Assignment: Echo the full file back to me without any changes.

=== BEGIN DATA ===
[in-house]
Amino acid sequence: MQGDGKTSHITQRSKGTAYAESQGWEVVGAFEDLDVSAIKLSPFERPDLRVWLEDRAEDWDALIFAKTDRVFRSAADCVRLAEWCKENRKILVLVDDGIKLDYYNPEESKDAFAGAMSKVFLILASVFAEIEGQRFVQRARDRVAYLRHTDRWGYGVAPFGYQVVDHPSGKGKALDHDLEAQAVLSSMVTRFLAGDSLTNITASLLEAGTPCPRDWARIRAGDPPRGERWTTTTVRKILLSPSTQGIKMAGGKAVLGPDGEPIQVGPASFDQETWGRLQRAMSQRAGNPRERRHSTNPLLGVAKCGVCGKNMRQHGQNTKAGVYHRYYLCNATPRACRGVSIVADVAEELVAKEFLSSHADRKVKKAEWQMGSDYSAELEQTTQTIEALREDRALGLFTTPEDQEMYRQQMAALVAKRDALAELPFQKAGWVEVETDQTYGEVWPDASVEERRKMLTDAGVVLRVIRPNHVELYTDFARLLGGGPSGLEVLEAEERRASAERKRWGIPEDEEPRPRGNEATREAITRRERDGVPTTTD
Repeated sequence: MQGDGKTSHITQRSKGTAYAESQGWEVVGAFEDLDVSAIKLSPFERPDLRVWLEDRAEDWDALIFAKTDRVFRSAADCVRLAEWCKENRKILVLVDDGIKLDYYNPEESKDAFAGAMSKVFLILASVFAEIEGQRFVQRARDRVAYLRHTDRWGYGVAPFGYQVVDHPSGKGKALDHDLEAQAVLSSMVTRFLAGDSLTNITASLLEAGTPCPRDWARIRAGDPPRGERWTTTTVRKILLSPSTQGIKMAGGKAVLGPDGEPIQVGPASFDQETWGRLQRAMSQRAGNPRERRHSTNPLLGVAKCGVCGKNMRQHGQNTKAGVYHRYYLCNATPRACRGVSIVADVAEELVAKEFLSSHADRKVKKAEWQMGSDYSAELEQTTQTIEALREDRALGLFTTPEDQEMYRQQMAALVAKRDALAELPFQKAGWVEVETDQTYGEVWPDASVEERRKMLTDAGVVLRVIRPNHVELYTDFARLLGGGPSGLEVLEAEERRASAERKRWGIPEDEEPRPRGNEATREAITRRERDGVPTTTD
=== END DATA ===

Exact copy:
[in-house]
Amino acid sequence: MQGDGKTSHITQRSKGTAYAESQGWEVVGAFEDLDVSAIKLSPFERPDLRVWLEDRAEDWDALIFAKTDRVFRSAADCVRLAEWCKENRKILVLVDDGIKLDYYNPEESKDAFAGAMSKVFLILASVFAEIEGQRFVQRARDRVAYLRHTDRWGYGVAPFGYQVVDHPSGKGKALDHDLEAQAVLSSMVTRFLAGDSLTNITASLLEAGTPCPRDWARIRAGDPPRGERWTTTTVRKILLSPSTQGIKMAGGKAVLGPDGEPIQVGPASFDQETWGRLQRAMSQRAGNPRERRHSTNPLLGVAKCGVCGKNMRQHGQNTKAGVYHRYYLCNATPRACRGVSIVADVAEELVAKEFLSSHADRKVKKAEWQMGSDYSAELEQTTQTIEALREDRALGLFTTPEDQEMYRQQMAALVAKRDALAELPFQKAGWVEVETDQTYGEVWPDASVEERRKMLTDAGVVLRVIRPNHVELYTDFARLLGGGPSGLEVLEAEERRASAERKRWGIPEDEEPRPRGNEATREAITRRERDGVPTTTD
Repeated sequence: MQGDGKTSHITQRSKGTAYAESQGWEVVGAFEDLDVSAIKLSPFERPDLRVWLEDRAEDWDALIFAKTDRVFRSAADCVRLAEWCKENRKILVLVDDGIKLDYYNPEESKDAFAGAMSKVFLILASVFAEIEGQRFVQRARDRVAYLRHTDRWGYGVAPFGYQVVDHPSGKGKALDHDLEAQAVLSSMVTRFLAGDSLTNITASLLEAGTPCPRDWARIRAGDPPRGERWTTTTVRKILLSPSTQGIKMAGGKAVLGPDGEPIQVGPASFDQETWGRLQRAMSQRAGNPRERRHSTNPLLGVAKCGVCGKNMRQHGQNTKAGVYHRYYLCNATPRACRGVSIVADVAEELVAKEFLSSHADRKVKKAEWQMGSDYSAELEQTTQTIEALREDRALGLFTTPEDQEMYRQQMAALVAKRDALAELPFQKAGWVEVETDQTYGEVWPDASVEERRKMLTDAGVVLRVIRPNHVELYTDFARLLGGGPSGLEVLEAEERRASAERKRWGIPEDEEPRPRGNEATREAITRRERDGVPTTTD